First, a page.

Prob­lems, prob­lems, prob­lems: But Alk­er­mes will fight it out this week over the FDA’s ob­jec­tions to its big de­pres­sion drug ALKS 5461

Alk­er­mes tried sev­er­al new things when their re­searchers test­ed ALKS 5461 for ma­jor de­pres­sion in clin­i­cal tri­als. Now they have to see if they can con­vince the FDA and a group of out­side ex­perts that the drug is ac­tu­al­ly as ef­fec­tive — and as safe — as they in­sist it is.

Alk­er­mes $ALKS is at­tempt­ing to gain an ap­proval for this drug — which is seen as a lynch pin to its fu­ture rev­enue — de­spite key tri­al fail­ures and an ar­guably thin lay­er of con­tro­ver­sial da­ta back­ing the drug.

In the agency’s in­ter­nal re­view of the drug, ini­tial­ly re­ject­ed by the FDA and then tak­en in for a re­view af­ter a sud­den about-face on its de­mand for new tri­als ahead of a mar­ket­ing de­ci­sion, reg­u­la­tors make it clear that Alk­er­mes pushed ahead with a study de­sign they clear­ly in­sist­ed was in­ad­e­quate to pro­vide the in­sight on ef­fi­ca­cy they need to ap­prove a drug for ma­jor de­pres­sion.

Those ob­jec­tions helped dri­ve down the stock price to­day, which slid 6.5% on the frosty — though not for­bid­ding — re­cep­tion.

Most im­por­tant­ly, the reg­u­la­tors high­light Alk­er­mes’ move to use an ab­bre­vi­at­ed scor­ing sys­tem, cut­ting out es­sen­tial points that have scut­tled oth­er de­pres­sion drugs — in­clud­ing track­ing sui­ci­dal think­ing on the part of pa­tients.

From the re­view:

The Mont­gomery Ås­berg De­pres­sion Rat­ing Scale is a 10-item di­ag­nos­tic ques­tion­naire used to mea­sure the sever­i­ty of de­pres­sive episodes in pa­tients with mood dis­or­ders (MADRS-10). The Ap­pli­cant used an abridged 6-item ver­sion of the MADRS-10 for the pri­ma­ry end­point of one of the prin­ci­pal stud­ies (Study 207). The Di­vi­sion had ren­dered ad­vice ex­plic­it­ly against this plan, based on analy­ses of the MADRS-10 and MADRS-6 by both the Di­vi­sion and the Agency’s Clin­i­cal Out­comes As­sess­ment (COA) Staff. The COA Staff had con­clud­ed that the MADRS-6 could not re­place the MADRS-10 for use as a pri­ma­ry end­point be­cause the abridged ques­tion­naire ex­cludes con­cepts that are rel­e­vant and im­por­tant in MDD, specif­i­cal­ly “re­duced sleep,” “re­duced ap­petite,” “con­cen­tra­tion dif­fi­cul­ties,” and “sui­ci­dal thoughts.”

Not on­ly that, but the agency takes ex­cep­tion to Alk­er­mes’ view that the drug is a non-opi­oid.

(B)up­renor­phine is an opi­oid. Al­though the Ap­pli­cant has made sev­er­al ar­gu­ments that the oth­er com­po­nent of their drug, sami­dor­phan, negates the μ-opi­oid prop­er­ties of buprenor­phine, this has not been con­clu­sive­ly proven. Al­though we agree with the Ap­pli­cant that there are few­er opi­oid prop­er­ties for this com­bi­na­tion prod­uct than there like­ly would have been from the opi­oid alone, there re­mains some ev­i­dence of a mild opi­ate ef­fect (in­clud­ing mild with­draw­al ef­fects) from the tri­als.

In sev­er­al cas­es, the FDA spot­lights messy da­ta that they clear­ly have tak­en is­sue with. That in­cludes drop­ping the clas­sic ap­proach of as­sess­ing pa­tients at par­tic­u­lar time points in a study and in­stead shoot­ing for av­er­age scores over a pe­ri­od of time. That may not fly with the FDA, but the reg­u­la­tors do want to hear the ex­perts’ opin­ions on that sub­ject.

Alk­er­mes al­so used a nov­el tri­al de­sign to se­lect pa­tients for the study, and now reg­u­la­tors want the out­side ex­perts to dis­cuss their opin­ions on how this worked. Ex­plain­ing the move, reg­u­la­tors not­ed:

In Stage 1, pa­tients who meet study en­trance cri­te­ria are ran­dom­ized to drug vs. place­bo, with a skewed ran­dom­iza­tion ra­tio that places far more pa­tients in the place­bo group. Stage 2 in­cludes on­ly non-re­spon­ders from the Stage 1 place­bo group, and these pa­tients are re-ran­dom­ized to drug vs. place­bo. Re­sults from the two stages are merged to pro­vide a sin­gle over­all test of hy­poth­e­sis. There are a num­ber of un­re­solved sta­tis­ti­cal ques­tions re­gard­ing the most ap­pro­pri­ate method for an­a­lyz­ing the re­sults of an SPCD study.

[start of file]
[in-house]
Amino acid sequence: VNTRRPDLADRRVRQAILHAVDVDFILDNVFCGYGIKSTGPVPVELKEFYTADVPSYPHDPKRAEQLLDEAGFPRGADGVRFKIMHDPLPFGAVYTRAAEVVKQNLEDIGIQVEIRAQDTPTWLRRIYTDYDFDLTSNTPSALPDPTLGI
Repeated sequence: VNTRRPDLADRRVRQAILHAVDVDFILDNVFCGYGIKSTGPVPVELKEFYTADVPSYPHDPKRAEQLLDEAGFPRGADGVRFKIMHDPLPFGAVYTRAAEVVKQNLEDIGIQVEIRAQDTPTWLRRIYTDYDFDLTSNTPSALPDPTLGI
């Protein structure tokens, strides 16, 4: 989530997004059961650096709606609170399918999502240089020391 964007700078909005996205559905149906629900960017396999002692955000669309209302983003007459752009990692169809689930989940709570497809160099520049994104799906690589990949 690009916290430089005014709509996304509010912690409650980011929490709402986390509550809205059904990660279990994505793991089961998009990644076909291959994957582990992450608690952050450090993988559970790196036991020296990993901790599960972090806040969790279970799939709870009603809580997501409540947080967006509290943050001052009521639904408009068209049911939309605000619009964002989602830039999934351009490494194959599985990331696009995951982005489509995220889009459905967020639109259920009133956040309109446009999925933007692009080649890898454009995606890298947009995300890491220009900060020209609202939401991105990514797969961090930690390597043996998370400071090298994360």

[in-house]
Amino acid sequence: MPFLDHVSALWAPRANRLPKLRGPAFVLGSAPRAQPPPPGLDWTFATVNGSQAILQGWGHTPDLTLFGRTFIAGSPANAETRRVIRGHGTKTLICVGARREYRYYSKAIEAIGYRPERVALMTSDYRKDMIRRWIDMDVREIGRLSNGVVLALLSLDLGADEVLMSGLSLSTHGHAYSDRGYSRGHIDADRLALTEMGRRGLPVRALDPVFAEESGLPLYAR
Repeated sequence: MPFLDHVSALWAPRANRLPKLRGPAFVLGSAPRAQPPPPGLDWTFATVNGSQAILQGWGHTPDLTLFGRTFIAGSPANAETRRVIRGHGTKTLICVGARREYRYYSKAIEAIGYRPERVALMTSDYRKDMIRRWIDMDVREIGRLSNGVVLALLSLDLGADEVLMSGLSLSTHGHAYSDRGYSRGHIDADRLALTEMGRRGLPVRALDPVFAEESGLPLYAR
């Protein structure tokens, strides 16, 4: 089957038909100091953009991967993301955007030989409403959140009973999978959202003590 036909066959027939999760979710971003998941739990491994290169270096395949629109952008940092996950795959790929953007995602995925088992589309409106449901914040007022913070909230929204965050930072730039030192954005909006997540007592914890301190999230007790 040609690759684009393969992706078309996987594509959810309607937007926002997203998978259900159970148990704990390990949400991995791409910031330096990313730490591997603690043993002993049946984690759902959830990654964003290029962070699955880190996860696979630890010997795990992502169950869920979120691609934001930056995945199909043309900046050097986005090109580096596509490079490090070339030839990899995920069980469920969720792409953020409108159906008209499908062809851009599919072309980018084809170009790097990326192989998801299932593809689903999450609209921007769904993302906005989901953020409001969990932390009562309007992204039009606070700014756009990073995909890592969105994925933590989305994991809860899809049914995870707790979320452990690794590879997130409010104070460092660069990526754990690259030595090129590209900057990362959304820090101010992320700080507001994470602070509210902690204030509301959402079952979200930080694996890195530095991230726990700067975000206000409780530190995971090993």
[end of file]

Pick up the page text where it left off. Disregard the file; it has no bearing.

The ex­pert pan­el will gath­er on Thurs­day to hash it all out and of­fer their opin­ion to the FDA over­lords. In the mean­time, Paul Mat­teis at Stifel says Alk­er­mes is fac­ing some se­vere head­winds go­ing in­to the pan­el re­view Thurs­day.

Over­all, the docs are def­i­nite­ly neg­a­tive and sug­gest that FDA is lean­ing to­wards a CRL, but they al­so don’t seem to com­plete­ly close the door on ap­proval (for ex­am­ple they dis­cuss, hy­po­thet­i­cal­ly, what a REMS would look like – on­ly rel­e­vant if the drug were ap­proved). We con­tin­ue to be­lieve that the prob­a­bil­i­ty of ap­proval is well be­low 50%, and we don’t think the docs to­day are like­ly to ma­jor­ly change in­vestors’ views on the is­sue.

Part club, part guide, part land­lord: Arie Bellde­grun is blue­print­ing a string of be­spoke biotech com­plex­es in glob­al boom­towns — start­ing with Boston

The biotech industry is getting a landlord, unlike anything it’s ever known before.

Inspired by his recent experiences scrounging for space in Boston and the Bay Area, master biotech builder, investor, and global dealmaker Arie Belldegrun has organized a new venture to build a new, 250,000 square foot biopharma building in Boston’s Seaport district — home to Vertex and a number of up-and-coming biotech players.

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Novotech CRO Ex­pands Chi­na Team as Biotech De­mand for Clin­i­cal Tri­als In­creas­es up to 79%

An increase in demand of up to 79% for clinical trials in China has prompted Novotech the Asia-Pacific CRO to rapidly expand the China team, appointing expert local clinical executives to their Shanghai and Hong Kong offices. The company is planning to expand their team by 30% over the next quarter.

Novotech China has seen considerable demand recently which is borne out by research from GlobalData:
A global migration of clinical research is occurring from high-income countries to low and middle-income countries with emerging economies. Over the period 2017 to 2018, for example, the number of clinical trial sites opened by biotech companies in Asia-Pacific increased by 35% compared to 8% in the rest of the world, with growth as high as 79% in China.
Novotech CEO Dr John Moller said China offers the largest population in the world, rapid economic growth, and an increasing willingness by government to invest in research and development.
Novotech’s 23 years of experience working in the region means we are the ideal CRO partner for USA biotechs wanting to tap the research expertise and opportunities that China offers.